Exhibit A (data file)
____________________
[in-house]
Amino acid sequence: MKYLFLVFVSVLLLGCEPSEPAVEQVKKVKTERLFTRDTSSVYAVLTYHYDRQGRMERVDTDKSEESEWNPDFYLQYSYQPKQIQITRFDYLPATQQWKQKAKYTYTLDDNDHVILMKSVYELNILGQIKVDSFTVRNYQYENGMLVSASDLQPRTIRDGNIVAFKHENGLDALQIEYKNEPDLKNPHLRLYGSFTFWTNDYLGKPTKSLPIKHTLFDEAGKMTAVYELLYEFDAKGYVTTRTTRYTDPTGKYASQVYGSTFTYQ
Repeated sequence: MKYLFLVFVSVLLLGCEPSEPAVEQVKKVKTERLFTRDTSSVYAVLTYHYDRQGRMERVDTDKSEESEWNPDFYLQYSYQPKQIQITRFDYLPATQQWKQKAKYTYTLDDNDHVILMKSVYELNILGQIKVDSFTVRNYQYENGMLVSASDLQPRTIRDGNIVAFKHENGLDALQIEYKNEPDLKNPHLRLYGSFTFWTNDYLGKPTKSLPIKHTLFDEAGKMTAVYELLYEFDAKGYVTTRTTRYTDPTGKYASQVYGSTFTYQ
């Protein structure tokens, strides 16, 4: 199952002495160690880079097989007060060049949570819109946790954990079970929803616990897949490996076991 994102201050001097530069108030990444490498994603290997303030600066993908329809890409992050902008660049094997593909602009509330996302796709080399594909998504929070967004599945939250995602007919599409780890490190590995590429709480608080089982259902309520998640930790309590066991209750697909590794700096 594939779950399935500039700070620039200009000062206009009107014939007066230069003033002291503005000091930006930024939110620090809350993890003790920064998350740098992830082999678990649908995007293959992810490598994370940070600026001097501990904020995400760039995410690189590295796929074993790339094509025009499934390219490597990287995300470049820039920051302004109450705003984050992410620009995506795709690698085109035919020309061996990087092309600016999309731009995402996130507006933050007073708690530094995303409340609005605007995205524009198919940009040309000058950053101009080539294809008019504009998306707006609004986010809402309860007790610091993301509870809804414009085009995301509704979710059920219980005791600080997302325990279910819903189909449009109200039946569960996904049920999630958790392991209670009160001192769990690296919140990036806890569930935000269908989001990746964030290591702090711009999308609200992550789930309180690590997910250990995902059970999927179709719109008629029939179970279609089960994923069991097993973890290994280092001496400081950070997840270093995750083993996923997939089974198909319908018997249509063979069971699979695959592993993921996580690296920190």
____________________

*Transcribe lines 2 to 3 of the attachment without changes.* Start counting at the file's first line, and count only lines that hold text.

Amino acid sequence: MKYLFLVFVSVLLLGCEPSEPAVEQVKKVKTERLFTRDTSSVYAVLTYHYDRQGRMERVDTDKSEESEWNPDFYLQYSYQPKQIQITRFDYLPATQQWKQKAKYTYTLDDNDHVILMKSVYELNILGQIKVDSFTVRNYQYENGMLVSASDLQPRTIRDGNIVAFKHENGLDALQIEYKNEPDLKNPHLRLYGSFTFWTNDYLGKPTKSLPIKHTLFDEAGKMTAVYELLYEFDAKGYVTTRTTRYTDPTGKYASQVYGSTFTYQ
Repeated sequence: MKYLFLVFVSVLLLGCEPSEPAVEQVKKVKTERLFTRDTSSVYAVLTYHYDRQGRMERVDTDKSEESEWNPDFYLQYSYQPKQIQITRFDYLPATQQWKQKAKYTYTLDDNDHVILMKSVYELNILGQIKVDSFTVRNYQYENGMLVSASDLQPRTIRDGNIVAFKHENGLDALQIEYKNEPDLKNPHLRLYGSFTFWTNDYLGKPTKSLPIKHTLFDEAGKMTAVYELLYEFDAKGYVTTRTTRYTDPTGKYASQVYGSTFTYQ